A fistula is an abnormal connection between an organ, vessel, or intestine and another structure. Fistulas are usually the result of injury or surgery. It can also result from infection or inflammation.
Fistulas often occur in the area around the genitals and anus (known as the perineum).
The four types of fistulas are:
- Enterocutaneous: This type of fistula is from the intestine to the skin. An enterocutaneous fistula may be a complication of surgery. It can be described as a passageway that progresses from the intestine to the surgery site and then to the skin.
- Enteroenteric or Enterocolic: This is a fistula that involves the large or small intestine.
- Enterovaginal: This is a fistula that goes to the vagina.
- Enterovesicular: This type of fistula goes to the bladder. These fistulas may result in frequent urinary tract infections, or the passage of gas from the urethra during urination.
An anal fistula is a small tract with an internal opening in the anal canal and an external opening in the skin near the anus. It forms when an anal abscess that’s drained (either on its own or via surgery) doesn’t heal completely.
Anal fistulas are classified by their location in relation to the anal sphincter muscles. They are listed from most common to least common:
- Intersphincteric fistula. The tract begins in the space between the internal and external sphincter muscles and opens very close to the anal opening.
- Transphincteric fistula. The tract begins in the space between the internal and external sphincter muscles or in the space behind the anus. It then crosses the external sphincter and opens an inch or two outside the anal opening. These can wrap around the body in a U shape, with external openings on both sides of the anus (called a horseshoe fistula).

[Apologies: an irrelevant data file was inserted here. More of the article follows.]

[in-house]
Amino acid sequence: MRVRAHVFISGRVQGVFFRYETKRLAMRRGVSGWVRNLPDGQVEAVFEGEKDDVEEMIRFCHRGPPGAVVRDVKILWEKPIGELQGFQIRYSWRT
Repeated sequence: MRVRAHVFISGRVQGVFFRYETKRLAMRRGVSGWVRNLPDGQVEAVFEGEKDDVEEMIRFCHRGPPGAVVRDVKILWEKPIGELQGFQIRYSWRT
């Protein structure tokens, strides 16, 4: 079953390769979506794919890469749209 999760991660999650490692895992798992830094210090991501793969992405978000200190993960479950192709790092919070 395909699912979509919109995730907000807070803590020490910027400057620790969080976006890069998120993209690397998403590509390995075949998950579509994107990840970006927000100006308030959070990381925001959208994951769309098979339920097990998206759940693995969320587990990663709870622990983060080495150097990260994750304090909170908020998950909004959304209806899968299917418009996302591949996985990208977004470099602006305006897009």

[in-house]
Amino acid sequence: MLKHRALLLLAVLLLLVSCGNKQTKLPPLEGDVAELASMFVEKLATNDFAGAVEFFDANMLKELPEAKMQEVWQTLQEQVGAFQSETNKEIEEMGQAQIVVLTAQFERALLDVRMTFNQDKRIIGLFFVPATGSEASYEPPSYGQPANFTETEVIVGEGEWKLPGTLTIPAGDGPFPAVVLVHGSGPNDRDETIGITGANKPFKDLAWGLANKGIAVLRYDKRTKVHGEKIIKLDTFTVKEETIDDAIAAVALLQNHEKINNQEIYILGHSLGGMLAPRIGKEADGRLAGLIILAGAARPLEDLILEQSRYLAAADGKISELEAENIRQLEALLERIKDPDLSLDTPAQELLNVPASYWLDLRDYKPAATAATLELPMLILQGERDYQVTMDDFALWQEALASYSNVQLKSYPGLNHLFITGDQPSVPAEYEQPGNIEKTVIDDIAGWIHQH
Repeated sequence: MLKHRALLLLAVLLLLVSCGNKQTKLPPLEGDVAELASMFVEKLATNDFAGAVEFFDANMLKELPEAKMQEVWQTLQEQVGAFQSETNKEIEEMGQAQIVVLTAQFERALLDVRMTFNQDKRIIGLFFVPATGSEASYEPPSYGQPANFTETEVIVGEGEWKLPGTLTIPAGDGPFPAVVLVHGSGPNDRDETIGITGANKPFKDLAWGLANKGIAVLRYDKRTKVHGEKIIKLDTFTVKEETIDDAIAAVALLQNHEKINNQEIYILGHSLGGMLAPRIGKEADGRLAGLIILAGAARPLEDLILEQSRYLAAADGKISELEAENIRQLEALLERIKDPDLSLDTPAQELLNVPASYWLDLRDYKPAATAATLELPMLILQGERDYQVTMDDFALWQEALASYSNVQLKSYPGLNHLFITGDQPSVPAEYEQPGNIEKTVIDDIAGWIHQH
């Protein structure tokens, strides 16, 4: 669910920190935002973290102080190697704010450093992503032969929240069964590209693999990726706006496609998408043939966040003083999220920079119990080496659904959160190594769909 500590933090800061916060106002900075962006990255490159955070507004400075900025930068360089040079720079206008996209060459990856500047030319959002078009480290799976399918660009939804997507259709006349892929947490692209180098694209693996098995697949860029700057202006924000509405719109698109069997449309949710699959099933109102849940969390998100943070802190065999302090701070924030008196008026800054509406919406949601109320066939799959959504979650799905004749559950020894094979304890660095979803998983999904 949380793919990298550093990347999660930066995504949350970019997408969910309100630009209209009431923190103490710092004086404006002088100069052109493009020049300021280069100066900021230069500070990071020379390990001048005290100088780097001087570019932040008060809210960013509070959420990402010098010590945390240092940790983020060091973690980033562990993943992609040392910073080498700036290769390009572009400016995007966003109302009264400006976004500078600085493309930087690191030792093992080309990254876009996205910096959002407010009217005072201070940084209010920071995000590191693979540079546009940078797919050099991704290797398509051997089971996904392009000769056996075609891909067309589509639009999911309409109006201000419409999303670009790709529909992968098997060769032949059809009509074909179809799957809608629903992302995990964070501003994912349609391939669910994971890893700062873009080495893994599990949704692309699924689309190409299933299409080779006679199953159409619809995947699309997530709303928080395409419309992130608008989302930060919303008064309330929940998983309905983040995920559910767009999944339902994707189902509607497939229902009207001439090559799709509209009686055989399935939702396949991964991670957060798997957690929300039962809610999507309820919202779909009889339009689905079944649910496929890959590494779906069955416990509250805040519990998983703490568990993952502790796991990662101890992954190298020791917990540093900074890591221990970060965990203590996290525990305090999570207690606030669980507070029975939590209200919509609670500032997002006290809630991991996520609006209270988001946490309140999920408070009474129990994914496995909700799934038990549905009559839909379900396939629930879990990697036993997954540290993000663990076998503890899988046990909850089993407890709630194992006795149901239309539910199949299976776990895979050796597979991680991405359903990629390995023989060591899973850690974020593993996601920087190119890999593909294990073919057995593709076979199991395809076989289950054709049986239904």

- Suprasphincteric fistula. The tract begins in the space between the internal and external sphincter muscles and turns upward to a point above the puborectal muscle, crosses this muscle, then extends downward between the puborectal and levator ani muscle and opens an inch or two outside the anus.
- Extrasphincteric fistula. The tract begins at the rectum or sigmoid colon and extends downward, passes through the levator ani muscle and opens around the anus. These fistulas are usually caused by an appendiceal abscess, diverticular abscess or Crohn’s disease.
Cause of anal fistula
The dentate line is the borderline between the anus and the rectum, and it is very painful when bacteria enters from the area it caves inward, suppurates and produces abscess (accumulated pus). It is called anal fistula when the accumulated pus spreads around, breaks the skin and discharges pus, the hole the breaking made does not close up, and forms a pipe linked to the inside of the anus.
Anal fistulas are fairly common in people who have had an anal abscess. It’s important to treat an anal fistula to reduce the chance of re infection. Effective treatment also relieves accompanying symptoms.
For an anal fistula, signs and symptoms may include:
- Mild pain around the anus, centred in an area where an old anal abscess has either drained spontaneously, or has been opened surgically by a doctor
- Persistent drainage of blood, pus or foul-smelling mucus from the anal area.
- Symptoms of a recurrent anal abscess, which may develop if the external opening of the fistula becomes clogged and the old abscess reactivates.
Usually in conventional treatment they suggest to undergo surgery. But fact is many fistula forms after surgery. Homeopathy medicines help to heal the fistula with out surgery. But patient must undergo for long term treatment.
For Homeopathy treatment for fistula
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